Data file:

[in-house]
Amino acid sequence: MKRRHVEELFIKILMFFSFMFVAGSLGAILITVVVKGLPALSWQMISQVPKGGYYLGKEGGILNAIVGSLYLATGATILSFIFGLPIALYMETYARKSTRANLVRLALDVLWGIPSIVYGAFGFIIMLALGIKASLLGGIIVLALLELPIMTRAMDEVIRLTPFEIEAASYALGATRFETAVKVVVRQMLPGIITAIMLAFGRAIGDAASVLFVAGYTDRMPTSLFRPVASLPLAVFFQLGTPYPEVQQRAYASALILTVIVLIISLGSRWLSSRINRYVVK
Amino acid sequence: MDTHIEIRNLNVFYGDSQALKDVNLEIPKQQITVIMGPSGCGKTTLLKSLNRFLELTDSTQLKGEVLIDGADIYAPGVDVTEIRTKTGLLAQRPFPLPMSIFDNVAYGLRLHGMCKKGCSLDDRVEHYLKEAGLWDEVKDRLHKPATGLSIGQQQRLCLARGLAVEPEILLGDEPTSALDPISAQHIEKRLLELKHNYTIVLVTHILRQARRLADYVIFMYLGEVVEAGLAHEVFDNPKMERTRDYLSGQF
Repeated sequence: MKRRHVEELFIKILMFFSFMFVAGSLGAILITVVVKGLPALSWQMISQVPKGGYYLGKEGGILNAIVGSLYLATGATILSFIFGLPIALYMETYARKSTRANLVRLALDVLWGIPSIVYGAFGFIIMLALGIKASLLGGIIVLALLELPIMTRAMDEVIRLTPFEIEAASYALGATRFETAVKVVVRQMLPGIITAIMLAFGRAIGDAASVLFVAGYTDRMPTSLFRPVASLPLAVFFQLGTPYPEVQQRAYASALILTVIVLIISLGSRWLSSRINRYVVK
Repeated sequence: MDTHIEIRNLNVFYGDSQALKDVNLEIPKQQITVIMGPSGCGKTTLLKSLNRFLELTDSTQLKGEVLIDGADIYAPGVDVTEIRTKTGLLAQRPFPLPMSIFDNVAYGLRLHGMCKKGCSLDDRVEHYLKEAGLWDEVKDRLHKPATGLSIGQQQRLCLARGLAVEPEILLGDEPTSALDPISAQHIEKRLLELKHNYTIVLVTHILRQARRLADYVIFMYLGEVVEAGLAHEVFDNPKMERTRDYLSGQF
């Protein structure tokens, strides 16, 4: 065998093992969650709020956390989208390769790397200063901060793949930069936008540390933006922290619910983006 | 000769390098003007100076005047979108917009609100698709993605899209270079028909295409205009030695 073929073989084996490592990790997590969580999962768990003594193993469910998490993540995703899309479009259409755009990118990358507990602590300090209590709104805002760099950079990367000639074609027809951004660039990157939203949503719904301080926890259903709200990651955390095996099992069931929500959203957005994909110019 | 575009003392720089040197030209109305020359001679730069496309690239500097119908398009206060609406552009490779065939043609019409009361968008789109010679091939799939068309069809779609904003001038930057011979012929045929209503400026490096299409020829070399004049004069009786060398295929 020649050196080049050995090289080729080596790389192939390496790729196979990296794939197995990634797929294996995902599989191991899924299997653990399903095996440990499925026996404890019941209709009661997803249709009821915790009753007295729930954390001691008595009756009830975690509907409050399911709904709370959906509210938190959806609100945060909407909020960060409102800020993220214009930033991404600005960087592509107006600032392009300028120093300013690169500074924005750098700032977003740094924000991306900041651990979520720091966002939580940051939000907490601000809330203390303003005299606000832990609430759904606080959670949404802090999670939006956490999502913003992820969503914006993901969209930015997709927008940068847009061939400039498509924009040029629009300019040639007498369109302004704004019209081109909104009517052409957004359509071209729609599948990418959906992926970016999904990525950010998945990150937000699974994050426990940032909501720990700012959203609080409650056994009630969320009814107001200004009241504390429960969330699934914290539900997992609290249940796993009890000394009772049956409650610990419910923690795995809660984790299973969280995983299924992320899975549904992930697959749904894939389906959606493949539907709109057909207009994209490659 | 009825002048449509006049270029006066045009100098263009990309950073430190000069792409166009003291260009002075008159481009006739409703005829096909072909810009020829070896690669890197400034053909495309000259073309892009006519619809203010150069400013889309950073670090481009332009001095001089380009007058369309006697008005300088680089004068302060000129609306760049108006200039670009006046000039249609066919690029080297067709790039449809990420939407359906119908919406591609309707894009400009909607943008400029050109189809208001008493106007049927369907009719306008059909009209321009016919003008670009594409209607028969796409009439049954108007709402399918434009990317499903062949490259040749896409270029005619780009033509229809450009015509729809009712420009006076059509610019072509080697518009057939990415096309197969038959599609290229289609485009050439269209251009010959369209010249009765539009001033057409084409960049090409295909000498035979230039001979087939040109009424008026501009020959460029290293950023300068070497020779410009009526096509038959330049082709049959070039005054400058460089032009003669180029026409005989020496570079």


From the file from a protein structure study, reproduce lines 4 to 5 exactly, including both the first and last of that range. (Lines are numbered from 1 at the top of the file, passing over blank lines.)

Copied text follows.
Repeated sequence: MKRRHVEELFIKILMFFSFMFVAGSLGAILITVVVKGLPALSWQMISQVPKGGYYLGKEGGILNAIVGSLYLATGATILSFIFGLPIALYMETYARKSTRANLVRLALDVLWGIPSIVYGAFGFIIMLALGIKASLLGGIIVLALLELPIMTRAMDEVIRLTPFEIEAASYALGATRFETAVKVVVRQMLPGIITAIMLAFGRAIGDAASVLFVAGYTDRMPTSLFRPVASLPLAVFFQLGTPYPEVQQRAYASALILTVIVLIISLGSRWLSSRINRYVVK
Repeated sequence: MDTHIEIRNLNVFYGDSQALKDVNLEIPKQQITVIMGPSGCGKTTLLKSLNRFLELTDSTQLKGEVLIDGADIYAPGVDVTEIRTKTGLLAQRPFPLPMSIFDNVAYGLRLHGMCKKGCSLDDRVEHYLKEAGLWDEVKDRLHKPATGLSIGQQQRLCLARGLAVEPEILLGDEPTSALDPISAQHIEKRLLELKHNYTIVLVTHILRQARRLADYVIFMYLGEVVEAGLAHEVFDNPKMERTRDYLSGQF